Raised by a Single Father

I’m a very rare breed; I was a girl that was raised by a single father. Most stories you hear of single parents it‘s not the Dad who is the one doing the work of two. Throughout every school play, tea party, sleepover and field day it wasn’t my mom standing on the sidelines cheering me on, it was my incredible father. He was always the only man among all the moms taking pictures, bringing in snacks and helping me pick out the perfect prom dress. I experienced things most girls don’t, My dad raised me himself, which I’m sure to most males raising a daughter alone might be the scariest experience of their lives. However, he did the most incredible job, that I never once felt I was missing a part of my life. I never cared that it was my dad cooking me breakfast and giving me boy advice, instead of my mom. Being raised by a single dad taught me a lot of different lessons that I don’t think many women get to go through so I wanted to share my experience.


My Value

He taught me that my value didn’t come from my looks but from my heart and my mind. I always remember from a young age, and especially as I got older, that he would tell me to never rely on my looks to get me anywhere. My looks would eventually fade but my heart and my values never would. My dad taught me that to get where I wanted to go, I needed to put in my blood, sweat, and tears to get to it. He taught me that anyone who only valued my outer shell over who I was as a person wasn’t someone I needed in my life.



He made me fiercely independent. To anyone who reads this and knows my dad, he is the most independent person I have ever met in my life and I believe you all would agree. He raised me to be able to walk alone in this world without fear. That I could be happy and live the life I wanted even if it meant there wasn’t someone by my side cheering me on. That I could change my own oil, travel the world by myself and pave my own way in this life. I don’t have a fear of being alone because he taught me how to take care of myself.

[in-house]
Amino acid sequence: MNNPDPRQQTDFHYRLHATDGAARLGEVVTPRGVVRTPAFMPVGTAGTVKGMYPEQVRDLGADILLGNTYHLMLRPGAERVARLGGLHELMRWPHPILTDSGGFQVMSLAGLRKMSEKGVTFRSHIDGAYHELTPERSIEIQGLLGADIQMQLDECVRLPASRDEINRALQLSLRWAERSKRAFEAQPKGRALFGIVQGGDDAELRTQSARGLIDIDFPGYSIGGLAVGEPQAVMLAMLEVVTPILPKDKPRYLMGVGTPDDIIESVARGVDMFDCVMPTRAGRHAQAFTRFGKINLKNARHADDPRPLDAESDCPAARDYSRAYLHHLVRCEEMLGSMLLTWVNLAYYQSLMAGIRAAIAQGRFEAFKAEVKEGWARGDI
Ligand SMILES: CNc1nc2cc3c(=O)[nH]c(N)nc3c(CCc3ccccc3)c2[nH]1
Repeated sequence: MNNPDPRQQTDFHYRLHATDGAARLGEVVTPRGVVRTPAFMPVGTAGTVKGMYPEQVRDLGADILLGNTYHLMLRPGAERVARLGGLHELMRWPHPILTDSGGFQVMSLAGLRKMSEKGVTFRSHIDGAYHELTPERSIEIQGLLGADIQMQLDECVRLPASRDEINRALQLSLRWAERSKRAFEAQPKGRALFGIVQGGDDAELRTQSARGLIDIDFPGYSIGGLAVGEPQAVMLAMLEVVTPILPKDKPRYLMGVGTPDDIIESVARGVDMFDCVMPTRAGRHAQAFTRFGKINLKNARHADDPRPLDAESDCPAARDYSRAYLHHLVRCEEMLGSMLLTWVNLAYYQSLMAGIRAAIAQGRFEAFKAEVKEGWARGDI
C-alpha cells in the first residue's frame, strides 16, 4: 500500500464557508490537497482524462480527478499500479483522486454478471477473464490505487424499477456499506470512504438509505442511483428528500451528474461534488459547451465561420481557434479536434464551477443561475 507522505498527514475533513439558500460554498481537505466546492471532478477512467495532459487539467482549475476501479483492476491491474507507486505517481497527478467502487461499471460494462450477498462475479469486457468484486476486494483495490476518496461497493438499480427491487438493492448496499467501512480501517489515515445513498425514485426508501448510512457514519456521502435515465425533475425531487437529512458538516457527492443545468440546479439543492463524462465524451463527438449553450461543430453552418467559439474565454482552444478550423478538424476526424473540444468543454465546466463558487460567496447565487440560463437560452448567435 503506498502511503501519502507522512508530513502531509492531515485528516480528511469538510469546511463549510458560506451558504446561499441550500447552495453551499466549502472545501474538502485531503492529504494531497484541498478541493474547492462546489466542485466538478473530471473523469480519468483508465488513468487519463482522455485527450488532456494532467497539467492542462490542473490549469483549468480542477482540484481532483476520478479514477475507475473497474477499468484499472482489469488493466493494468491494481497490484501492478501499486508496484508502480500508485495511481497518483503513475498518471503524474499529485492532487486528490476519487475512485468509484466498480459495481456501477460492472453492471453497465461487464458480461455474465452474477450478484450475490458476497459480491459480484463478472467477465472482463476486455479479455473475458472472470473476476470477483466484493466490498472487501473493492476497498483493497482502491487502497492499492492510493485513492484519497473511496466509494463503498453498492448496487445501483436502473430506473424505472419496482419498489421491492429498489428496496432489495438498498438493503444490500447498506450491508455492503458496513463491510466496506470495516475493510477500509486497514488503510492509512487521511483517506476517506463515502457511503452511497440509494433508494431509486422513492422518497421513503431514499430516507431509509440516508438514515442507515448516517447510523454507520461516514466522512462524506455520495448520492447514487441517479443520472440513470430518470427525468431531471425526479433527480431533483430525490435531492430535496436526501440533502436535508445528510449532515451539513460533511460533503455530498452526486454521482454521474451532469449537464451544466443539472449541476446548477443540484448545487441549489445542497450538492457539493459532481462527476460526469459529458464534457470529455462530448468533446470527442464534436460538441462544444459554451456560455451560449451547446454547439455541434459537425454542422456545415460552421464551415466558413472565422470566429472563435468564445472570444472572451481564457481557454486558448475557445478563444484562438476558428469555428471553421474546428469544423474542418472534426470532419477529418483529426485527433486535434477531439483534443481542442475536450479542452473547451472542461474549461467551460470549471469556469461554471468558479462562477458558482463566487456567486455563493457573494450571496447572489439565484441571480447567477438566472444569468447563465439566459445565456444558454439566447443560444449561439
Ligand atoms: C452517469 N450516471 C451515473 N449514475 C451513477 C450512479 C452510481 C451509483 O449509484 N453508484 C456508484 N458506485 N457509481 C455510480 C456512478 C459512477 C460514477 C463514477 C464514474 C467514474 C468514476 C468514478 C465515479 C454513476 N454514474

Fuck the Status Quo

My dad is a very progressive person. He taught me to fuck the status quo.  There was nothing in this world that I couldn’t do. If I wanted to play basketball instead of dance, then he would spend hours shooting hoops with me. When I wanted a fast muscle car when I turned 16 instead of a Punch Buggy, he searched the Internet and got me a car with a V8 engine. To him, there was nothing that my gender would stop me from being able to do. He pushed me to go against the traditional and be different.



He made me brave, so incredibly brave. I remember when I told him that I wanted to pursue writing. I was scared because what if I wasn’t good and I knew that he always wanted me to join the family business and I didn’t want to disappoint him. I specifically remember him looking at me and saying, “Where is all this fear coming from? This isn’t you. Who cares what I think is best I don’t know everything. If you have a passion you need to go after it, this is your life.” His words are what helped push me to pursue this most likely unstable career, and to not be afraid because even if I failed at least I went for it.